Affordance problems can provide valuable clues for visual storytelling.
Image by Rob Wicks
We have all had a first experience with a product, and in most cases, I suppose we didn’t have a tutorial on how to use it. Whether by feeling, recommendation, or observation, the fact is that we have learned to use it in practice. Adapting this learning in the short term considering navigation on a website is a challenge when the user needs to take some action and is unsure if the chosen path is the correct one.
To reduce uncertainty, it is necessary to simplify the complexity of the interface. However, when this is not sufficient for understanding the product or service, provide clues to lead the user to the desired findings. A simple way to do this is to tell stories.
The storytelling process captures the user’s attention if created visually, initially allowing a context about functionality, followed by an everyday example and step by-step. By reducing the learning effort, we reduce the user’s chances of feeling unable to perform a specific task and increase their understanding and learning in the short term.
Design requires content, which needs context.
Image by Florian Klauer
The more information is available to the user, the more difficult it will be for them to make a decision. We can include other implications, such as giving up on a task or figuring out other solutions to the search problem (e.g., searching for a term on Google).
Too much content does not necessarily lead to enlightenment. You need to take away the overflow, use helpful resources if necessary, and look for ways to shrink the path. You can utilize various features, such as buttons, categories, and actionable icons, to facilitate visual recognition.
Another important tip is to review the website's taxonomy and consider creating categories, filters, or actionable features that are simple and convenient to apply. The more you exemplify, the more likely you’ll reduce the user’s mental overload. Consequently, he will spend less time being idle on the site, which will lower the bounce rate, assist him in locating the content, and make a second visit more likely.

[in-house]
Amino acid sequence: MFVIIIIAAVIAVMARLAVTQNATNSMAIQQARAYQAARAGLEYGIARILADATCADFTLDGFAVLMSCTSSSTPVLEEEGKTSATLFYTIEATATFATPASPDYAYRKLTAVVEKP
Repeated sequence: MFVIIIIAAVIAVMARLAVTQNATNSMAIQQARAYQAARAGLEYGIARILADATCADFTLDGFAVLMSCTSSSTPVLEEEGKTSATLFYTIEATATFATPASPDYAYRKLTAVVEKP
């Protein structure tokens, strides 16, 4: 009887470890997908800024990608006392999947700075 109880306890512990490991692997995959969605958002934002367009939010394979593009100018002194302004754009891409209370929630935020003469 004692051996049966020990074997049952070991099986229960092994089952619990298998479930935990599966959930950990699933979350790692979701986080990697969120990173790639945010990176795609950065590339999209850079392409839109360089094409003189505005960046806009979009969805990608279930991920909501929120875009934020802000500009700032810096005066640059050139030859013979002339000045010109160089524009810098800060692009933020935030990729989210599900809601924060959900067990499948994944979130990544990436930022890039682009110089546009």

Design requires content, which needs context.
Image by Florian Klauer
To create a consistent design, the focus needs to be placed on the consistency of the message conveyed. A quality visual design does not support irrelevant content.
Better understanding the circumstances surrounding the user is the first step when it comes to content research. The analysis involves reading time availability, location, behavioural access condition, and expectations. User research can assist in understanding the user’s context and viewing issues to be addressed as opportunities to create relevant content.
The UX Designer is not directly responsible for producing the content, but they need to work directly with the UX Writer to make the work relevant. This will cause the interface to be even more user-friendly, offering a more fluid browsing experience.
Request critique based on goals.
Image by Standret
Understand project constraints, assess technical feasibility, consider pros/cons from an execution standpoint, and evaluate design content from different perspectives. Embrace criticism as a learning opportunity. Avoiding bias is one of the main challenges of critiquing, as it is based on fact rather than opinion.
Read my article: Don’t ask for feedback: request critique based on design goals
Keep it simple.
Image by Glen Carrie
Simplicity helps the user make decisions easily. Doing it less often means more work, but be sure that every effort will shorten the path between the user's wants and what is really essential.
Image by Jerome
I’ve listed ten lessons, but the reality is that we never stop learning. Challenges are excellent learning opportunities, which present themselves in different contexts in the UX Designer’s craft.
Lesson learned, lesson overcome… at least until the next iteration!